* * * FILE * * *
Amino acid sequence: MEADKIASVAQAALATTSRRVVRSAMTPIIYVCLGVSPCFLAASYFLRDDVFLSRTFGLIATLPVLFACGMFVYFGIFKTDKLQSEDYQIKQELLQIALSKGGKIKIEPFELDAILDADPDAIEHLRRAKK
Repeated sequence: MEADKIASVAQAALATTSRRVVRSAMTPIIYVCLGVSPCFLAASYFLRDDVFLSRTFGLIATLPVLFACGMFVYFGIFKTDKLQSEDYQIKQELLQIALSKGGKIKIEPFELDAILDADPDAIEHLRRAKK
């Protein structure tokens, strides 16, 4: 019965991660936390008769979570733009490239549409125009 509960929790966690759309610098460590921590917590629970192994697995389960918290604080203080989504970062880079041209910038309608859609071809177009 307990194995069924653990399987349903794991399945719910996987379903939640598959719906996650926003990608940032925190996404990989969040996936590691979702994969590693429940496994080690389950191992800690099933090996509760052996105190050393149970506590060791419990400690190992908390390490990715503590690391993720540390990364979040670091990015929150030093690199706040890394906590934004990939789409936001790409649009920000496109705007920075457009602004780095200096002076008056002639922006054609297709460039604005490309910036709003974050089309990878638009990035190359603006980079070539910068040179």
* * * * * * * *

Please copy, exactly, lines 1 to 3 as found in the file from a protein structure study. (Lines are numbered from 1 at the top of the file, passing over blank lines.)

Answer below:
Amino acid sequence: MEADKIASVAQAALATTSRRVVRSAMTPIIYVCLGVSPCFLAASYFLRDDVFLSRTFGLIATLPVLFACGMFVYFGIFKTDKLQSEDYQIKQELLQIALSKGGKIKIEPFELDAILDADPDAIEHLRRAKK
Repeated sequence: MEADKIASVAQAALATTSRRVVRSAMTPIIYVCLGVSPCFLAASYFLRDDVFLSRTFGLIATLPVLFACGMFVYFGIFKTDKLQSEDYQIKQELLQIALSKGGKIKIEPFELDAILDADPDAIEHLRRAKK
């Protein structure tokens, strides 16, 4: 019965991660936390008769979570733009490239549409125009 509960929790966690759309610098460590921590917590629970192994697995389960918290604080203080989504970062880079041209910038309608859609071809177009 307990194995069924653990399987349903794991399945719910996987379903939640598959719906996650926003990608940032925190996404990989969040996936590691979702994969590693429940496994080690389950191992800690099933090996509760052996105190050393149970506590060791419990400690190992908390390490990715503590690391993720540390990364979040670091990015929150030093690199706040890394906590934004990939789409936001790409649009920000496109705007920075457009602004780095200096002076008056002639922006054609297709460039604005490309910036709003974050089309990878638009990035190359603006980079070539910068040179």